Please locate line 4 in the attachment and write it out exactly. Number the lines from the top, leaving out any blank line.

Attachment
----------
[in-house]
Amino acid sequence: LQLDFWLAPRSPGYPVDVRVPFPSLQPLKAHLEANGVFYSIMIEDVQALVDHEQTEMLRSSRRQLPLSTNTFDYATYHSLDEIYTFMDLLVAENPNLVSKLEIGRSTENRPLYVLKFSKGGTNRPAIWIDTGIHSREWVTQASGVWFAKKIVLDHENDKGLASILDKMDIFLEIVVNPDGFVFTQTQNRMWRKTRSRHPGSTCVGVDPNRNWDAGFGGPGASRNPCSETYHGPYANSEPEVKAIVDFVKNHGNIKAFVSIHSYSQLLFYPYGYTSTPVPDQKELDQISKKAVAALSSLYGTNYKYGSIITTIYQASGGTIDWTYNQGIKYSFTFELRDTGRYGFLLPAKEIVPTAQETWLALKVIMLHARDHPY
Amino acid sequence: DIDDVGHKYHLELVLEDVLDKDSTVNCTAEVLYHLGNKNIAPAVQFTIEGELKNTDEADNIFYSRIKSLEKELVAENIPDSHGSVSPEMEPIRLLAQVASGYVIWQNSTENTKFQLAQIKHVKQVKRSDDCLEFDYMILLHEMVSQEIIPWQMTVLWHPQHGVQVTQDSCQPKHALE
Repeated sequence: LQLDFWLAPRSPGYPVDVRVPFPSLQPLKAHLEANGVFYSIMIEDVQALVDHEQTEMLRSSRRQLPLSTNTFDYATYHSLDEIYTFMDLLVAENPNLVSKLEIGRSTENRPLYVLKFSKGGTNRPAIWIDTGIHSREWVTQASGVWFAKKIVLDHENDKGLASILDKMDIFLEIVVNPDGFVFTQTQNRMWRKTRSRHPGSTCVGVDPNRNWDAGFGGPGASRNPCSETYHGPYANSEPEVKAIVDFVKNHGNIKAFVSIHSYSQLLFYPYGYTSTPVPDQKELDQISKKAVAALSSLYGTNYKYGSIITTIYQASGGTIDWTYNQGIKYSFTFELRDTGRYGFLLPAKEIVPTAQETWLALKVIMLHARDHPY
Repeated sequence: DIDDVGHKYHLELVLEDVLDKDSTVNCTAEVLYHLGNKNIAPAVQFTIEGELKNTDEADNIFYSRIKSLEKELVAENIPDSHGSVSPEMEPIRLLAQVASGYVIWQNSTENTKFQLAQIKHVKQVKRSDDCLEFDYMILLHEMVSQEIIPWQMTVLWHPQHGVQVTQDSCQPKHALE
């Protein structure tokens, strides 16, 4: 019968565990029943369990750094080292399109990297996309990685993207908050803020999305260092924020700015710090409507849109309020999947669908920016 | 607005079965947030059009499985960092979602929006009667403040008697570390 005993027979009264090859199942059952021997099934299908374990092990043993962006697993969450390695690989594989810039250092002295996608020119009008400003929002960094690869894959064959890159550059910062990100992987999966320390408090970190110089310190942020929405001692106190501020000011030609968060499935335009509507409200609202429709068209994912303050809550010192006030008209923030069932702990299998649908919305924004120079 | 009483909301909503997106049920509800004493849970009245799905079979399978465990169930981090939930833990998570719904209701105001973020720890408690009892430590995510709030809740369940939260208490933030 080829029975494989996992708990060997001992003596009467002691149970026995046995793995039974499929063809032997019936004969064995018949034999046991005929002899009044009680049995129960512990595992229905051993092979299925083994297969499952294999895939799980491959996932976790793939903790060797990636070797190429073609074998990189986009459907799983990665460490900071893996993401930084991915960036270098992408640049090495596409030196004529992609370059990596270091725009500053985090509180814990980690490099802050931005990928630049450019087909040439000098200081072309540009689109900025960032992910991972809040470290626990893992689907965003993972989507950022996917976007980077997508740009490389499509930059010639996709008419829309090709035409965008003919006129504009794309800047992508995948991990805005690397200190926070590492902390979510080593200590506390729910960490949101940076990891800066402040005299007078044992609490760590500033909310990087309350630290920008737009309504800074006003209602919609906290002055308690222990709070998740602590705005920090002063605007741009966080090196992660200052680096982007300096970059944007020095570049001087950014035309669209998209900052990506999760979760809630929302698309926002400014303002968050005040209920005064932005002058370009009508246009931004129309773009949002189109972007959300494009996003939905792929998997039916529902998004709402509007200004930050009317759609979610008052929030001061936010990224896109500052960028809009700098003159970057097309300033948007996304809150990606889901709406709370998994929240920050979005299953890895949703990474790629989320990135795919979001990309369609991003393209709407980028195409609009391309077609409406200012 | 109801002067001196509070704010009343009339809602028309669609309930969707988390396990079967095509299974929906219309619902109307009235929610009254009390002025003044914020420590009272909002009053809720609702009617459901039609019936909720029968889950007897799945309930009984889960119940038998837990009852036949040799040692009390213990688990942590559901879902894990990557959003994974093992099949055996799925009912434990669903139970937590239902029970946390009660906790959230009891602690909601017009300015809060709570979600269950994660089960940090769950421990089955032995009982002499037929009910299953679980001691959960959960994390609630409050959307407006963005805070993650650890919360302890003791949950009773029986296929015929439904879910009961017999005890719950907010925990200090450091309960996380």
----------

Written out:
Repeated sequence: LQLDFWLAPRSPGYPVDVRVPFPSLQPLKAHLEANGVFYSIMIEDVQALVDHEQTEMLRSSRRQLPLSTNTFDYATYHSLDEIYTFMDLLVAENPNLVSKLEIGRSTENRPLYVLKFSKGGTNRPAIWIDTGIHSREWVTQASGVWFAKKIVLDHENDKGLASILDKMDIFLEIVVNPDGFVFTQTQNRMWRKTRSRHPGSTCVGVDPNRNWDAGFGGPGASRNPCSETYHGPYANSEPEVKAIVDFVKNHGNIKAFVSIHSYSQLLFYPYGYTSTPVPDQKELDQISKKAVAALSSLYGTNYKYGSIITTIYQASGGTIDWTYNQGIKYSFTFELRDTGRYGFLLPAKEIVPTAQETWLALKVIMLHARDHPY